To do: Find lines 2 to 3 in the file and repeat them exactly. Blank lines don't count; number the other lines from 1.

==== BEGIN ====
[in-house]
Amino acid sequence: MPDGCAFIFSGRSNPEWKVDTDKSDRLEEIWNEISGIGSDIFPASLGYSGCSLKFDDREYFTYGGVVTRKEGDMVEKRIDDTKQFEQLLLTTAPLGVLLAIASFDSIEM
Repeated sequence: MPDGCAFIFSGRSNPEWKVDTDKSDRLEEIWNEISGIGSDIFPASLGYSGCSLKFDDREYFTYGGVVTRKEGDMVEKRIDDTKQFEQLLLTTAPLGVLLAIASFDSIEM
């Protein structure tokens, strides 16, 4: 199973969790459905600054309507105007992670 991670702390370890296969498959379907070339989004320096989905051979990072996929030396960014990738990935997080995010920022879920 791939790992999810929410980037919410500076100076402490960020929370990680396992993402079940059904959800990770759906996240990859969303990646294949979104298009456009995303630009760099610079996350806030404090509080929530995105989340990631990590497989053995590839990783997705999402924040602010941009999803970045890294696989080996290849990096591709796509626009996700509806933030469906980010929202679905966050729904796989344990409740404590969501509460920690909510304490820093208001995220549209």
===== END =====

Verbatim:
Amino acid sequence: MPDGCAFIFSGRSNPEWKVDTDKSDRLEEIWNEISGIGSDIFPASLGYSGCSLKFDDREYFTYGGVVTRKEGDMVEKRIDDTKQFEQLLLTTAPLGVLLAIASFDSIEM
Repeated sequence: MPDGCAFIFSGRSNPEWKVDTDKSDRLEEIWNEISGIGSDIFPASLGYSGCSLKFDDREYFTYGGVVTRKEGDMVEKRIDDTKQFEQLLLTTAPLGVLLAIASFDSIEM